Sunday, January 15, 2012
STAGE: The Broomfield Enterprise
Dad and I were interviewed by the Broomfield Enterprise. You can read the article below or go to
The Carters are a tight-knit family, so the father-son team of Ron and Bret behind their original play "Mobius" know a little something about the various ways people's lives intertwine.
Like the Mobius strip, a character leads into each seemingly separate vignette, and another takes us to the next, until the sum of the whole loops back on itself, and shows them all to be of one side. All the actors, recruited by BackStory Theatre's Anna Marie Wilcox for the Jan. 13 and 14 production at the Broomfield Auditorium, play several roles.
Entertaining is in the Carters' blood.
A 45 recorded by Ron Carter's folk duo, Valley Men, hangs on the wall of his home. The Valley Men toured successfully and barely missed out on a recording contract that went to the unknown Smothers Brothers.
After seeing the brutality of the business, and more than a few lonely bachelors in their 50s and 60s waiting for their "big break," he gave it up in 1965 to become a minister in the Church of Christ and marry his sweetheart, Jean.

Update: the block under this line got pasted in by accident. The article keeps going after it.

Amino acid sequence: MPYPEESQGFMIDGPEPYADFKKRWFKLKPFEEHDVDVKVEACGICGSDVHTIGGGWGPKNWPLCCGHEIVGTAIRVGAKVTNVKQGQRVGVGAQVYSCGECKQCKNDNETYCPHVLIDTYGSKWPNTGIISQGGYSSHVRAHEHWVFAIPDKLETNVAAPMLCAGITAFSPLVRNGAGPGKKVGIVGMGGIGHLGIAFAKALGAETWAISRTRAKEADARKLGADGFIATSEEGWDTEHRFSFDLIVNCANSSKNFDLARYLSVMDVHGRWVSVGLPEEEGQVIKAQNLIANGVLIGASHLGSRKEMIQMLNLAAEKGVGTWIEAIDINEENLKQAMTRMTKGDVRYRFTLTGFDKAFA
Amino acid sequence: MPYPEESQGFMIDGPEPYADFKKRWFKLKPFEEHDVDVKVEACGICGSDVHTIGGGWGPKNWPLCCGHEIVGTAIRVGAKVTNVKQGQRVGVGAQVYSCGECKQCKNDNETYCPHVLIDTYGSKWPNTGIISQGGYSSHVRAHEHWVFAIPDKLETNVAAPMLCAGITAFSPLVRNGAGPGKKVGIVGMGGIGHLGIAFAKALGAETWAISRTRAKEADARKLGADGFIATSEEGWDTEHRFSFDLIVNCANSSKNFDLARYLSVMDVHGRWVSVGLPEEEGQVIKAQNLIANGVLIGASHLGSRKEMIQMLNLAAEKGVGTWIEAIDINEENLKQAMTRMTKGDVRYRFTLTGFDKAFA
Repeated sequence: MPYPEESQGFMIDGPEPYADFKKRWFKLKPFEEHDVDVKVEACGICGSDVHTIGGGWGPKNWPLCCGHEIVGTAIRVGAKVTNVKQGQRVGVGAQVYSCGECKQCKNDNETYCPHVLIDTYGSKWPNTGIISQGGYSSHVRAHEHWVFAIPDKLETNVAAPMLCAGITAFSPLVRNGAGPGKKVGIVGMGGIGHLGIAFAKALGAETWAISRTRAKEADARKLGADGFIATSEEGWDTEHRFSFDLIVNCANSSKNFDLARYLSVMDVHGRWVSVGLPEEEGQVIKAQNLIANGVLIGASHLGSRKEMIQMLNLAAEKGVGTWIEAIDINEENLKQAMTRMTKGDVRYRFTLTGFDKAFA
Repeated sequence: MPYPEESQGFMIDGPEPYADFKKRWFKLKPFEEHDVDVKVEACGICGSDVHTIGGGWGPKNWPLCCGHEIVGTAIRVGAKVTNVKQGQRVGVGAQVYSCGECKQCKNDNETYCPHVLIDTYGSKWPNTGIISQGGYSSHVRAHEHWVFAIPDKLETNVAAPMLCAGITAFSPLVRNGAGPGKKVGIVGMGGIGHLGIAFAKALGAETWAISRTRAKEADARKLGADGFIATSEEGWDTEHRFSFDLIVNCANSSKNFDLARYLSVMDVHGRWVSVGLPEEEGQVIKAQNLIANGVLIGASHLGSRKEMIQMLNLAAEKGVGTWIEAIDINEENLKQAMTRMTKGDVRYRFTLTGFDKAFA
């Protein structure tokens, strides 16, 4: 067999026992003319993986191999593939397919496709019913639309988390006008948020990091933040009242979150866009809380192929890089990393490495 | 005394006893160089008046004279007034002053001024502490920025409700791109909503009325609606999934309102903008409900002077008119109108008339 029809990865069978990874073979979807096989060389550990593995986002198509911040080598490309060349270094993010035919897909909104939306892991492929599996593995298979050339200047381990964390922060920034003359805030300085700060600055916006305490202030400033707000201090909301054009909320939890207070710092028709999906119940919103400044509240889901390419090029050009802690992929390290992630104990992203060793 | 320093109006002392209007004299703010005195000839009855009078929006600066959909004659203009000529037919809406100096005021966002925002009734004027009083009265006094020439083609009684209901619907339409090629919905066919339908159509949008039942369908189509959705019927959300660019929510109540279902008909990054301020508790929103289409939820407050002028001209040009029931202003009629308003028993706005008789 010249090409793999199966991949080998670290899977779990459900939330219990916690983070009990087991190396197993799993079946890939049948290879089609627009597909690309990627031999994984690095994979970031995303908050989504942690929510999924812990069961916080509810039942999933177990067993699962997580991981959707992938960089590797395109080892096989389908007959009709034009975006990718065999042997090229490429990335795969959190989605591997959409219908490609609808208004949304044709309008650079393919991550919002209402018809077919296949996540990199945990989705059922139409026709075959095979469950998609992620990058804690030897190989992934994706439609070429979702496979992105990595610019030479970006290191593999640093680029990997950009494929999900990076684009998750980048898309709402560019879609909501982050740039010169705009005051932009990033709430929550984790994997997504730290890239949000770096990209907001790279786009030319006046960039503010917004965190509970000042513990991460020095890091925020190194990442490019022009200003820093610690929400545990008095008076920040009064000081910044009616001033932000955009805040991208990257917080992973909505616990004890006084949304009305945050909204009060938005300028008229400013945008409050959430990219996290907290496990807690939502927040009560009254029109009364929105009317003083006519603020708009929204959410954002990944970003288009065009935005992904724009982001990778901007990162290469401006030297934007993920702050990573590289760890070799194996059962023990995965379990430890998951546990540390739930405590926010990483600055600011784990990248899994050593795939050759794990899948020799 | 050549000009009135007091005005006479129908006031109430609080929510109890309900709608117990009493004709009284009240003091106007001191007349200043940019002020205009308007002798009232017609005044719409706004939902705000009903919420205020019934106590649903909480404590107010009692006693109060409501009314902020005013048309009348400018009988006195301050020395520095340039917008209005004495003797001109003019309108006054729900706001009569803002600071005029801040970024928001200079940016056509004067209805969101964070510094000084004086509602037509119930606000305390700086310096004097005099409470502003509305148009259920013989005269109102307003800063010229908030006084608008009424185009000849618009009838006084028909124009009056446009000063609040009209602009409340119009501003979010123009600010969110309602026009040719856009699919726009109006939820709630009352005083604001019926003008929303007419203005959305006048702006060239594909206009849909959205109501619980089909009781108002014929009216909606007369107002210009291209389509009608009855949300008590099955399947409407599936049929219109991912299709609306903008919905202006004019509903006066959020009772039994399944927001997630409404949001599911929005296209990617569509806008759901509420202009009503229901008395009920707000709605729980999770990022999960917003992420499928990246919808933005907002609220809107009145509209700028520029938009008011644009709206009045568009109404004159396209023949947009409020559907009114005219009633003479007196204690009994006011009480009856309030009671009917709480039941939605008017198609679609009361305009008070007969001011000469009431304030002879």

Bret jokes that his dad giving up show business is what allowed him to be here.
"I made the right choice," Ron said.
Music and theater was always a hobby of the family.
After becoming a minister and marrying, Ron Carter continued to write and win awards.
Bret Carter has formed a folk duo of his own, Ruby Mirror, with his sister, Julie Ochlert.
As a teacher at Hyland Christian School in Westminster, Bret Carter happened into the role of putting on a yearly production by accident.
He enlisted his father to help him write the plays and musicals. They both come up with an idea and write a first draft, then read them to each other and discuss what they like about each. From there, Bret revises and retools the scripts with the input of his father.
They have now collaborated on more than 15 projects.
One of the people to help with the productions was Anna Marie Wilcox, who would go on to found Backstory Theatre. Wilcox then asked them to do the shows again in Broomfield.
"Hyland has become sort of a testing ground," Bret Carter said, where they get a chance to see what works and retool it before bringing it to Broomfield.
Backstory Theatre has taken off since Wilcox decided to start children's classes in 2006, having become one of the Broomfield Community Center's and Broomfield Auditorium's most frequent presenters.
Wilcox, a professional actress and director in Denver for a number of years, wanted to have at least one play a year cast with adults, and not the culmination of a class, but a full production.
Having directed last year's "Signing Off," this year Wilcox is a member of the cast and looks forward to the chance to be on stage.
So far, the shows have done well. Well enough, at least, to be put on by other groups.
"Colorado State University is doing a production of 'Signing Off,'" Bret Carter said.
One of Backstory's students is now a theater major and brought it to the attention of her drama teacher.